Sunday, October 12, 2008

To Some, Skewering Both Sides Is Liberal Bias

A few days ago, I happened upon a blog commenter on the topic of Sarah Palin and Tina Fey, only the commenter talked about the Obama and Ayers guilt-by-association:

Obama/Ayers: Let's not overlook ANNENBERG! They served on the Annenberg board together, overseeing the expenditure of millions of dollars. The records are still "unavailable". Meantime, whenever Obama is criticized he refers to his "fight the smears" website, which cites as its only source of facts, the FACTCHECK.ORG website... which is run by Annenberg!

Umm, what does that say about credibility?
For one thing, Annenberg was founded by Walter Annenberg, who was once an ambassador during the Nixon Administration. The Annenberg board isn't a two-man job, as there are other connections: Obama/Someone Else and Someone Else/Ayers. Would that "Someone Else" be palling around with terrorists (Ayers) and Presidential nominees (Obama), too?

Furthermore, FactCheck.org skewers both major candidates whenever they aren't exactly factual (the Obama camp for exaggerating the current Iraqi surplus and McCain's erroneous assertion of Obama tax increases for everyone). If the Annenberg Foundation was in the tank for Obama, why would it have criticisms of his inaccurate campaign assertions?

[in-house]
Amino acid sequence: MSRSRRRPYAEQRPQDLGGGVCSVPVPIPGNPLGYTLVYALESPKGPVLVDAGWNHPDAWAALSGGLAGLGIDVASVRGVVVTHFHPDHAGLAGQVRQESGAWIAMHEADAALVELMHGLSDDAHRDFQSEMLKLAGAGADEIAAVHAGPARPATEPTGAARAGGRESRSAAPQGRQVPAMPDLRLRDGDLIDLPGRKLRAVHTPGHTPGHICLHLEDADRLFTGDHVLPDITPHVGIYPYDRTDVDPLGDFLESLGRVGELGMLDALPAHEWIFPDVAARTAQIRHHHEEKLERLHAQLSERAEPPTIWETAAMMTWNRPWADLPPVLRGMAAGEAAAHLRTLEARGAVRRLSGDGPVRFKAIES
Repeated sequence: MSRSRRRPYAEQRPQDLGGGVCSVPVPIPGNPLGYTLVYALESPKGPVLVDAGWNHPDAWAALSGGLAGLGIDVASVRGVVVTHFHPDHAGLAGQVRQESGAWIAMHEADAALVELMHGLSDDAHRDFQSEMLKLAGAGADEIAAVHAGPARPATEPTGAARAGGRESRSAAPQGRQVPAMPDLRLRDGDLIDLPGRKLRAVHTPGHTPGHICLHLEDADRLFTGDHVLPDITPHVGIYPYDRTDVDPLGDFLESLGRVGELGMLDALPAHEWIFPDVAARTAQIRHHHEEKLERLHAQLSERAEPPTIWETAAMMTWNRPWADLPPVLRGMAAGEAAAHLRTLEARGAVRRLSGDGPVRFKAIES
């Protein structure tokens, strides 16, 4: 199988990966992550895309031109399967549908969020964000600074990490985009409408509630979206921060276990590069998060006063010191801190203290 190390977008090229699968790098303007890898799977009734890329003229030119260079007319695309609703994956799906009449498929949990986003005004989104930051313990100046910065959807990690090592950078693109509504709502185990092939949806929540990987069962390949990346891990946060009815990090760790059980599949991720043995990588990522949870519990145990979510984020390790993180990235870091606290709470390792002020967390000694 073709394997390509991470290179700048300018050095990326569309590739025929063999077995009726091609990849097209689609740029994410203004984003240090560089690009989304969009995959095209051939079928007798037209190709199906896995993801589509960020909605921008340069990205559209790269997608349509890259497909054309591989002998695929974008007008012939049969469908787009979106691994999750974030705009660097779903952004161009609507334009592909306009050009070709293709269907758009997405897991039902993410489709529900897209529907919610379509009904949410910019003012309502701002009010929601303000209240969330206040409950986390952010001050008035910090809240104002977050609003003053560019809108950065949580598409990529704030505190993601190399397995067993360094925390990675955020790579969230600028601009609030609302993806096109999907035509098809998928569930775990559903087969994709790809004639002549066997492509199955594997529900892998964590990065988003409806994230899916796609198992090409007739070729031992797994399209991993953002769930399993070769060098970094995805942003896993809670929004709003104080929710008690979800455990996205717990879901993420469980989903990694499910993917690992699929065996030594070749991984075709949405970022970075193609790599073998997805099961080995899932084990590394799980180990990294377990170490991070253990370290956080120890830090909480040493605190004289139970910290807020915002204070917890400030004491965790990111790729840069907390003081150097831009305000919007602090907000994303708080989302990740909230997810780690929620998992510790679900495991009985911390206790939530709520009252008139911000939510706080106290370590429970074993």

FactCheck.org might not be a perfect fact-checking source, but at least it looks fair on paper. Unfortunately, it seems that many partisan hacks - and I skewer socially conservative partisan hacks for this example - immediately cry out bias whenever they're side is critiqued, even if the other side is also critiqued whenever appropriate. It's like an easy punchline, but social conservatives tend to discount bipartisan critiques. I guess their standard of fair and balanced is, you guessed it, FOX News.

Another good fact-checker is Snopes, but they're more of a general urban legends debunker. Also, the pop-up ads on that site are a bit annoying, and they sometimes create their own urban legends to keep the readers on their toes - to not completely trust the fact-checkers.

The moral of the story is to your own research and use multiple sources. However, it says something else when someone accuses a bipartisan fact-checking site (that literally has news items that criticizes both major candidates) of having hard bias for one candidate.

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